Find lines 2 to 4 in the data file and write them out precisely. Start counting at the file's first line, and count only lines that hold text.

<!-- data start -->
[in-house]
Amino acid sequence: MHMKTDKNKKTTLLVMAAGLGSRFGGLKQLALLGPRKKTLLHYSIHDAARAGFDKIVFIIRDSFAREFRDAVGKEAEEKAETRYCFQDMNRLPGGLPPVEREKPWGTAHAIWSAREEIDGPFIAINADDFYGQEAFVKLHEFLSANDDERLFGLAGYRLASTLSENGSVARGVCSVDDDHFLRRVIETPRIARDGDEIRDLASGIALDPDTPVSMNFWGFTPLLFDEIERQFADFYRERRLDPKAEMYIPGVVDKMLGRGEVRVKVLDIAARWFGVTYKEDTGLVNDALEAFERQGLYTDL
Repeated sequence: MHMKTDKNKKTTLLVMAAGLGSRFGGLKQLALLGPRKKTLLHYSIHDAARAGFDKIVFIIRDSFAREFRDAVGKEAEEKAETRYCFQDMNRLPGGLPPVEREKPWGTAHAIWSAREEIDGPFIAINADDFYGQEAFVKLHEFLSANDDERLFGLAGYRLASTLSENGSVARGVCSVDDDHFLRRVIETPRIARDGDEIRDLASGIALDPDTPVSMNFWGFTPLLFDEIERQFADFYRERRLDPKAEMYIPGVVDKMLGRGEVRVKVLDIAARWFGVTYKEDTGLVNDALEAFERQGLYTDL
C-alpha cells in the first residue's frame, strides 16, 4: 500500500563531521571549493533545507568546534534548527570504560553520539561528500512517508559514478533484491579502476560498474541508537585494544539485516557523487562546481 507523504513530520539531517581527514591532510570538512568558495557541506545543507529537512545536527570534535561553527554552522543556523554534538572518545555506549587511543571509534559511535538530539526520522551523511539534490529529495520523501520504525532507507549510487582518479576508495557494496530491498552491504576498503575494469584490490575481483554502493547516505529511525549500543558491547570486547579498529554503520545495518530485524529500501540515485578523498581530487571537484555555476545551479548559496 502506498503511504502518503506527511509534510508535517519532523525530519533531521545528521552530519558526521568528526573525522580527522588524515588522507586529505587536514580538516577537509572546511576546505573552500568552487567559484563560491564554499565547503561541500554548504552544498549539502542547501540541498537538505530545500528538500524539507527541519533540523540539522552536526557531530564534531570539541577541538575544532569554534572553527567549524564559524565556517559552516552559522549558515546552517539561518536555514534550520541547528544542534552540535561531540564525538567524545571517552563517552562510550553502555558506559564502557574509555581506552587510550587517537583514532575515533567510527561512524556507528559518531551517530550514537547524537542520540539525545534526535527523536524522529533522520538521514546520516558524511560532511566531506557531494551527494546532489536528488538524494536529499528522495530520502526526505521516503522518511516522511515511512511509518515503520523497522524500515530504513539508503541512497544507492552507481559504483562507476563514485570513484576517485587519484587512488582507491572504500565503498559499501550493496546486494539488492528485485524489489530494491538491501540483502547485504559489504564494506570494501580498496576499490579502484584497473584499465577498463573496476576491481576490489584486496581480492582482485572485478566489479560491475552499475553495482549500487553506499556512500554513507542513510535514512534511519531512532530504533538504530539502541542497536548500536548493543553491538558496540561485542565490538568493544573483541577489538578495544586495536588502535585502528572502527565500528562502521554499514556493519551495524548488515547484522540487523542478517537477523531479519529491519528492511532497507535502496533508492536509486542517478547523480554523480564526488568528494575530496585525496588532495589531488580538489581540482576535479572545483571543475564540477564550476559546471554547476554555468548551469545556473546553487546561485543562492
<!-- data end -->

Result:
Amino acid sequence: MHMKTDKNKKTTLLVMAAGLGSRFGGLKQLALLGPRKKTLLHYSIHDAARAGFDKIVFIIRDSFAREFRDAVGKEAEEKAETRYCFQDMNRLPGGLPPVEREKPWGTAHAIWSAREEIDGPFIAINADDFYGQEAFVKLHEFLSANDDERLFGLAGYRLASTLSENGSVARGVCSVDDDHFLRRVIETPRIARDGDEIRDLASGIALDPDTPVSMNFWGFTPLLFDEIERQFADFYRERRLDPKAEMYIPGVVDKMLGRGEVRVKVLDIAARWFGVTYKEDTGLVNDALEAFERQGLYTDL
Repeated sequence: MHMKTDKNKKTTLLVMAAGLGSRFGGLKQLALLGPRKKTLLHYSIHDAARAGFDKIVFIIRDSFAREFRDAVGKEAEEKAETRYCFQDMNRLPGGLPPVEREKPWGTAHAIWSAREEIDGPFIAINADDFYGQEAFVKLHEFLSANDDERLFGLAGYRLASTLSENGSVARGVCSVDDDHFLRRVIETPRIARDGDEIRDLASGIALDPDTPVSMNFWGFTPLLFDEIERQFADFYRERRLDPKAEMYIPGVVDKMLGRGEVRVKVLDIAARWFGVTYKEDTGLVNDALEAFERQGLYTDL
C-alpha cells in the first residue's frame, strides 16, 4: 500500500563531521571549493533545507568546534534548527570504560553520539561528500512517508559514478533484491579502476560498474541508537585494544539485516557523487562546481 507523504513530520539531517581527514591532510570538512568558495557541506545543507529537512545536527570534535561553527554552522543556523554534538572518545555506549587511543571509534559511535538530539526520522551523511539534490529529495520523501520504525532507507549510487582518479576508495557494496530491498552491504576498503575494469584490490575481483554502493547516505529511525549500543558491547570486547579498529554503520545495518530485524529500501540515485578523498581530487571537484555555476545551479548559496 502506498503511504502518503506527511509534510508535517519532523525530519533531521545528521552530519558526521568528526573525522580527522588524515588522507586529505587536514580538516577537509572546511576546505573552500568552487567559484563560491564554499565547503561541500554548504552544498549539502542547501540541498537538505530545500528538500524539507527541519533540523540539522552536526557531530564534531570539541577541538575544532569554534572553527567549524564559524565556517559552516552559522549558515546552517539561518536555514534550520541547528544542534552540535561531540564525538567524545571517552563517552562510550553502555558506559564502557574509555581506552587510550587517537583514532575515533567510527561512524556507528559518531551517530550514537547524537542520540539525545534526535527523536524522529533522520538521514546520516558524511560532511566531506557531494551527494546532489536528488538524494536529499528522495530520502526526505521516503522518511516522511515511512511509518515503520523497522524500515530504513539508503541512497544507492552507481559504483562507476563514485570513484576517485587519484587512488582507491572504500565503498559499501550493496546486494539488492528485485524489489530494491538491501540483502547485504559489504564494506570494501580498496576499490579502484584497473584499465577498463573496476576491481576490489584486496581480492582482485572485478566489479560491475552499475553495482549500487553506499556512500554513507542513510535514512534511519531512532530504533538504530539502541542497536548500536548493543553491538558496540561485542565490538568493544573483541577489538578495544586495536588502535585502528572502527565500528562502521554499514556493519551495524548488515547484522540487523542478517537477523531479519529491519528492511532497507535502496533508492536509486542517478547523480554523480564526488568528494575530496585525496588532495589531488580538489581540482576535479572545483571543475564540477564550476559546471554547476554555468548551469545556473546553487546561485543562492